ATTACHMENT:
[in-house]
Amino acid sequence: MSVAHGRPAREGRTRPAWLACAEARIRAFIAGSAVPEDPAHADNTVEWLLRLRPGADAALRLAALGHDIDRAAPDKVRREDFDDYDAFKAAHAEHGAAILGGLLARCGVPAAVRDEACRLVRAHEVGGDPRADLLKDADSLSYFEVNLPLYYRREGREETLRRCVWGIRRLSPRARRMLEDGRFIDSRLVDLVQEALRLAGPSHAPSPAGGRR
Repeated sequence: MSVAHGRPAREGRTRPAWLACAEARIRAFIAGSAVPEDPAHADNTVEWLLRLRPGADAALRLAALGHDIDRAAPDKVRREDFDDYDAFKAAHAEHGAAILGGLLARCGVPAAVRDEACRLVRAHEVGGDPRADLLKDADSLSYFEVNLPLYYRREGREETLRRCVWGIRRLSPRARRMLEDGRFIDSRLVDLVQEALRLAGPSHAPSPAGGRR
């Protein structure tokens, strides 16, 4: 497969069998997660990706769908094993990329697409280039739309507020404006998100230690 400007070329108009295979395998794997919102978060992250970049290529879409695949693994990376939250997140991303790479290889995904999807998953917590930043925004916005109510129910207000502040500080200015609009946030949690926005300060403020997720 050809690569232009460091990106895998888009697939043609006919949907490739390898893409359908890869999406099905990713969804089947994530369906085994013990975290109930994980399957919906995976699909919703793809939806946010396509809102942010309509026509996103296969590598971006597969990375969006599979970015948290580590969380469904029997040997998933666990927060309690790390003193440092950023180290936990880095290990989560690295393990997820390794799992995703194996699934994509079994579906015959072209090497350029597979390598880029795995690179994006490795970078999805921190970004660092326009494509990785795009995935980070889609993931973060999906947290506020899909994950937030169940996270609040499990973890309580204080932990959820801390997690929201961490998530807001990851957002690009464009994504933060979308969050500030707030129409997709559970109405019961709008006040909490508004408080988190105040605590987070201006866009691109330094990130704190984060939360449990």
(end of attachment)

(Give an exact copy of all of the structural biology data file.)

[in-house]
Amino acid sequence: MSVAHGRPAREGRTRPAWLACAEARIRAFIAGSAVPEDPAHADNTVEWLLRLRPGADAALRLAALGHDIDRAAPDKVRREDFDDYDAFKAAHAEHGAAILGGLLARCGVPAAVRDEACRLVRAHEVGGDPRADLLKDADSLSYFEVNLPLYYRREGREETLRRCVWGIRRLSPRARRMLEDGRFIDSRLVDLVQEALRLAGPSHAPSPAGGRR
Repeated sequence: MSVAHGRPAREGRTRPAWLACAEARIRAFIAGSAVPEDPAHADNTVEWLLRLRPGADAALRLAALGHDIDRAAPDKVRREDFDDYDAFKAAHAEHGAAILGGLLARCGVPAAVRDEACRLVRAHEVGGDPRADLLKDADSLSYFEVNLPLYYRREGREETLRRCVWGIRRLSPRARRMLEDGRFIDSRLVDLVQEALRLAGPSHAPSPAGGRR
């Protein structure tokens, strides 16, 4: 497969069998997660990706769908094993990329697409280039739309507020404006998100230690 400007070329108009295979395998794997919102978060992250970049290529879409695949693994990376939250997140991303790479290889995904999807998953917590930043925004916005109510129910207000502040500080200015609009946030949690926005300060403020997720 050809690569232009460091990106895998888009697939043609006919949907490739390898893409359908890869999406099905990713969804089947994530369906085994013990975290109930994980399957919906995976699909919703793809939806946010396509809102942010309509026509996103296969590598971006597969990375969006599979970015948290580590969380469904029997040997998933666990927060309690790390003193440092950023180290936990880095290990989560690295393990997820390794799992995703194996699934994509079994579906015959072209090497350029597979390598880029795995690179994006490795970078999805921190970004660092326009494509990785795009995935980070889609993931973060999906947290506020899909994950937030169940996270609040499990973890309580204080932990959820801390997690929201961490998530807001990851957002690009464009994504933060979308969050500030707030129409997709559970109405019961709008006040909490508004408080988190105040605590987070201006866009691109330094990130704190984060939360449990």